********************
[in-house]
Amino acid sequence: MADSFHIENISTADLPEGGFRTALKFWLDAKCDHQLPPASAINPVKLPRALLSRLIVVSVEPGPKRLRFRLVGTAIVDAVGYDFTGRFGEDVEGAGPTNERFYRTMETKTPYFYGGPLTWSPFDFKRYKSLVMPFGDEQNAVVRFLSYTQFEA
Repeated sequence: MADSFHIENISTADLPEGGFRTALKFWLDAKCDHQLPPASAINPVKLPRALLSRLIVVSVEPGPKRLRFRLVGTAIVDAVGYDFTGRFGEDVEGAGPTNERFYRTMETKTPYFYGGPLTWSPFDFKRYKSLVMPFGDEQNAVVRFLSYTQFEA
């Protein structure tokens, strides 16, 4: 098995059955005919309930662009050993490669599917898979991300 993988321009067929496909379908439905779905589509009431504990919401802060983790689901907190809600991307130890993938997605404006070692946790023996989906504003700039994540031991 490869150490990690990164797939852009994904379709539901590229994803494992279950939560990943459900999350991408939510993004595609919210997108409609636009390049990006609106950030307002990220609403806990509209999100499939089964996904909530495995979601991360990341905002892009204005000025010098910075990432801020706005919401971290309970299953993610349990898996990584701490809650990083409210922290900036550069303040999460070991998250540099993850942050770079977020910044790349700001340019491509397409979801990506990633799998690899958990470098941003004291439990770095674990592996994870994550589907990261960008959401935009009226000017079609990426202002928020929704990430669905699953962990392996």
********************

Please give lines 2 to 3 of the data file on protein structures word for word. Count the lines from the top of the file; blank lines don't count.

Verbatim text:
Amino acid sequence: MADSFHIENISTADLPEGGFRTALKFWLDAKCDHQLPPASAINPVKLPRALLSRLIVVSVEPGPKRLRFRLVGTAIVDAVGYDFTGRFGEDVEGAGPTNERFYRTMETKTPYFYGGPLTWSPFDFKRYKSLVMPFGDEQNAVVRFLSYTQFEA
Repeated sequence: MADSFHIENISTADLPEGGFRTALKFWLDAKCDHQLPPASAINPVKLPRALLSRLIVVSVEPGPKRLRFRLVGTAIVDAVGYDFTGRFGEDVEGAGPTNERFYRTMETKTPYFYGGPLTWSPFDFKRYKSLVMPFGDEQNAVVRFLSYTQFEA